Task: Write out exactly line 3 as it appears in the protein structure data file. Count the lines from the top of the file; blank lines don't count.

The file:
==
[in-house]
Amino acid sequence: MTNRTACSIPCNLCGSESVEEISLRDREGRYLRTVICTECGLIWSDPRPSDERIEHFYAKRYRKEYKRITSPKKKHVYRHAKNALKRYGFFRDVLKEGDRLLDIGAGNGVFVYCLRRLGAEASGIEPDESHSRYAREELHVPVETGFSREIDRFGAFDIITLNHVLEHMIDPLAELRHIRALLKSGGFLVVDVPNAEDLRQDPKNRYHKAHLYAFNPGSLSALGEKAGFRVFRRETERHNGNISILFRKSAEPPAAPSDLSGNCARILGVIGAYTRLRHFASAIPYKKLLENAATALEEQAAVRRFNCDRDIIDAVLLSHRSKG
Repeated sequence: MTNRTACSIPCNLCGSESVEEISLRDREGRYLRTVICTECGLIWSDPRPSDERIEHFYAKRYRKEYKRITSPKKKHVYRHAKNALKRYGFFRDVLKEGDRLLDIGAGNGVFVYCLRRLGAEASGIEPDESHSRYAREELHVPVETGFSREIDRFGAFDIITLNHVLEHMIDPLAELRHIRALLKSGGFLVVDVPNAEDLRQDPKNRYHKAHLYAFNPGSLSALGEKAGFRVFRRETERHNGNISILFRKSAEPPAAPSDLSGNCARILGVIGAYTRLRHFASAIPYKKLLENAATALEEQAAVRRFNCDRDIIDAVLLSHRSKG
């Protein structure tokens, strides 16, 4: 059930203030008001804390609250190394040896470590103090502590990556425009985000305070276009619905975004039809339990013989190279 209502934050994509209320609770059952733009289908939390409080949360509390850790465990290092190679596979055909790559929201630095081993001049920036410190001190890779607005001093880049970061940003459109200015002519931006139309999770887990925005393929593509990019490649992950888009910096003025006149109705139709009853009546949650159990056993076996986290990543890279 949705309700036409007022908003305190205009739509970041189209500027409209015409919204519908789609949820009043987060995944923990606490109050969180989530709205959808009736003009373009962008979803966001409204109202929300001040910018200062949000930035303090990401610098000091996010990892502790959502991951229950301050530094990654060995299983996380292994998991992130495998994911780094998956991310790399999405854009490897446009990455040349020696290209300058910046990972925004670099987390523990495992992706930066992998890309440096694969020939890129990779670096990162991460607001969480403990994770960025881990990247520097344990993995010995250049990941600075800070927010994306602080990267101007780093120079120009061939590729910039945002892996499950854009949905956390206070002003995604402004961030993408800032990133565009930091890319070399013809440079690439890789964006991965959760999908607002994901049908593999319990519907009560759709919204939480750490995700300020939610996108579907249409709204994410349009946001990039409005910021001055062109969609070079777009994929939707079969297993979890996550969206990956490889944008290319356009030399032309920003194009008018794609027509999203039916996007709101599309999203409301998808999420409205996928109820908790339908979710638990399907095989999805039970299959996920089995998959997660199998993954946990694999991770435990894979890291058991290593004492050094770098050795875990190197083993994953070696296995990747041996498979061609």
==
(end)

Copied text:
Repeated sequence: MTNRTACSIPCNLCGSESVEEISLRDREGRYLRTVICTECGLIWSDPRPSDERIEHFYAKRYRKEYKRITSPKKKHVYRHAKNALKRYGFFRDVLKEGDRLLDIGAGNGVFVYCLRRLGAEASGIEPDESHSRYAREELHVPVETGFSREIDRFGAFDIITLNHVLEHMIDPLAELRHIRALLKSGGFLVVDVPNAEDLRQDPKNRYHKAHLYAFNPGSLSALGEKAGFRVFRRETERHNGNISILFRKSAEPPAAPSDLSGNCARILGVIGAYTRLRHFASAIPYKKLLENAATALEEQAAVRRFNCDRDIIDAVLLSHRSKG